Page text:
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How solid state amplifiers work

How they work

An electronic amplifier is a device for increasing the power of a signal. It does this by taking power from a power supply and shaping the output to match the input signal. This process invariably introduces some noise and distortion into the signal, and the process cannot be 100% efficient - ¯amplifiers will always produce some waste heat. An idealized amplifier can be said to be "a piece of wire with gain", as the output is an exact replica of the input, but larger.

Different designs of amplifier are used for different types of applications and signals. We can broadly divide amplifiers into three categories - ¯small signal amplifiers, low frequency power amplifiers and RF power amplifiers. Each of these calls for a slightly different design approach, mainly because of the physical limitations of the components used to implement the amplifier, and the efficiencies that can be realised.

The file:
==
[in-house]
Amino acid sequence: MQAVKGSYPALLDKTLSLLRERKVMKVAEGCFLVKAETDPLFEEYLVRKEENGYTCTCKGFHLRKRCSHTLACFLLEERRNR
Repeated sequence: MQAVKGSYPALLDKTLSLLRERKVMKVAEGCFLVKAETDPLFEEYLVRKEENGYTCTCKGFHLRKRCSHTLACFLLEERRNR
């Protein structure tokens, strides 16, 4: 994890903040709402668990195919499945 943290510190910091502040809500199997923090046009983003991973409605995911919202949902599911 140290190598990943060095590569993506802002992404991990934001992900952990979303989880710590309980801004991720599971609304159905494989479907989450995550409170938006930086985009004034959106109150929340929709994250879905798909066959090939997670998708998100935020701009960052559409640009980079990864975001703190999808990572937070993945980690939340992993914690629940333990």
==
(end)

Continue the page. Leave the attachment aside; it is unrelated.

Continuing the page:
Amplifiers can be implemented using transistors of various types, or vacuum tubes (valves). Other more exotic forms of amplifier are also possible using different types of devices, but these will not be discussed in detail here to avoid complicating the picture too much. Such exotic amplifiers are often used for microwave or other extremely high frequency signals.


A receiver is a tuner, power amplifier, and preamp combined. A common receiver has inputs for a turntable, a CD player, a tape deck, and perhaps one or two other sources. It probably also has selector switch(s), tone controls, and a volume control. A receiver may have outputs for two speakers, or for more. Some receivers do not have phono preamps, a trend that may become more common as vinyl loses popularity. Many receivers contain surround sound processors.